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ICBC launches phone line for Cantonese and Mandarin-speaking customers

November 27, 2015


Customers who speak Cantonese or Mandarin can now speak directly to ICBC in their language of choice, thanks to a new, dedicated phone line that launched today.

The Chinese line allows customers to connect to a Cantonese or Mandarin-speaking interpreter who will help relay the customer's claim, driver licensing or insurance enquiry to an ICBC representative and interpret the conversation. The toll-free line (1-855-813-2121), is open from 8 a.m. to 8 p.m., seven days a week for claims-related enquiries. For insurance and driver licensing enquiries, the line is open from 8 a.m. to 6 p.m. Monday to Friday, and from 9 a.m. to 5 p.m. on Saturdays.

These languages were selected based on customer demand. Cantonese and Mandarin are two of the most common languages spoken in Vancouver outside of English (2011 Census). They also rank in the top three languages most requested by ICBC customers, which are Mandarin, Punjabi and Cantonese, making up approximately 75 per cent of all interpretation inquiries.

The Chinese line supplements ICBC's ongoing efforts to serve its multilingual customers. ICBC's website features dedicated pages fully translated in the three most-requested languages. ICBC also provides free, over-the-phone, interpretation services in 170 languages. In 2013, ICBC launched its first direct phone line for Punjabi-speaking customers.

Since introducing its telephone language assistance service, the number of phone interpretation requests have tripled, with over 441,000 requests received in the last full year. All telephone interpretation services are provided by Canada-based company, CanTalk.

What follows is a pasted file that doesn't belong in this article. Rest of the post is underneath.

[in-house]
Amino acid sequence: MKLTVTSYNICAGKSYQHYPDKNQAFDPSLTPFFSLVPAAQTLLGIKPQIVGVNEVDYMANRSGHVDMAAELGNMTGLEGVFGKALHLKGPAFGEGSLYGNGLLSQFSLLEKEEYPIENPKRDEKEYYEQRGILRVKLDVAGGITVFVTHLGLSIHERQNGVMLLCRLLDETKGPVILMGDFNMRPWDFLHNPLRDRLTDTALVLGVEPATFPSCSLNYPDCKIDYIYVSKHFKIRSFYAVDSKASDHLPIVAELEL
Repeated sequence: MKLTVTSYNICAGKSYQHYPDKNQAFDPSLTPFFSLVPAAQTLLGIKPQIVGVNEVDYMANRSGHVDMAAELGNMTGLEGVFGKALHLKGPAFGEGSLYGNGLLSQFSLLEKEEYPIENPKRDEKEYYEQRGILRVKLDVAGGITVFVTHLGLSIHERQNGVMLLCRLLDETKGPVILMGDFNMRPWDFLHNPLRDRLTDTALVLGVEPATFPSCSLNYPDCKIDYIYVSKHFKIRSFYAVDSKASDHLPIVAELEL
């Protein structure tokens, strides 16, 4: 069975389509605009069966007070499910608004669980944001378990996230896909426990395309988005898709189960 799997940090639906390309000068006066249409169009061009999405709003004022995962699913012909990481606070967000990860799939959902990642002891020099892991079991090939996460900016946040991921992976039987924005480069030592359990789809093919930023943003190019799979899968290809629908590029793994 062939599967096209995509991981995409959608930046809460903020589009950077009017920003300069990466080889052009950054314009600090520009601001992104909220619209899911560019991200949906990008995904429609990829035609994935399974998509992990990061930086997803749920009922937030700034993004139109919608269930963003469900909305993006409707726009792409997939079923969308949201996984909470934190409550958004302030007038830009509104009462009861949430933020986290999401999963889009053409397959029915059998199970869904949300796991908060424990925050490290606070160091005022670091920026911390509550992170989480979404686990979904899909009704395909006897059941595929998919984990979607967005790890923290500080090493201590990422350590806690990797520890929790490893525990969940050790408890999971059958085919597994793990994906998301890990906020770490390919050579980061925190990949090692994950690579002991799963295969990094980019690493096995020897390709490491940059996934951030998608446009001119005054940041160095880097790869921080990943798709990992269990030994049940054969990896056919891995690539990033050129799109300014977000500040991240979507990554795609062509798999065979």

More details about ICBC's direct Chinese phone line can be found at and


"ICBC exists to serve its customers," said Minister of Transportation and Infrastructure Todd Stone. "Providing service in more than one language meets customers' expectations and needs."

 "British Columbia is home to a diverse population that have linguistic needs," said John Yap, MLA for Richmond-Steveston. "I applaud ICBC for bridging the language gap and enabling residents to communicate in their language of choice."

"We're committed to providing specialized service that meets the unique needs of our customers," said Steve Crombie, ICBC's Vice President of Corporate and Stakeholder Governance. "Getting into a crash is already a difficult, stressful experience. We want to help our customers – including those whose first language isn't English – to be able to file a claim with us in confidence and in comfort."

"ICBC's direct Chinese line is a great example of addressing the unique needs of our customers in the Lower Mainland and throughout the province," said Tony Lau, President and CEO of Tony Lau Insurance Agencies. "Being greeted in their preferred language will help our customers feel more at ease with talking about insurance."


Media contact:
Joanna Linsangan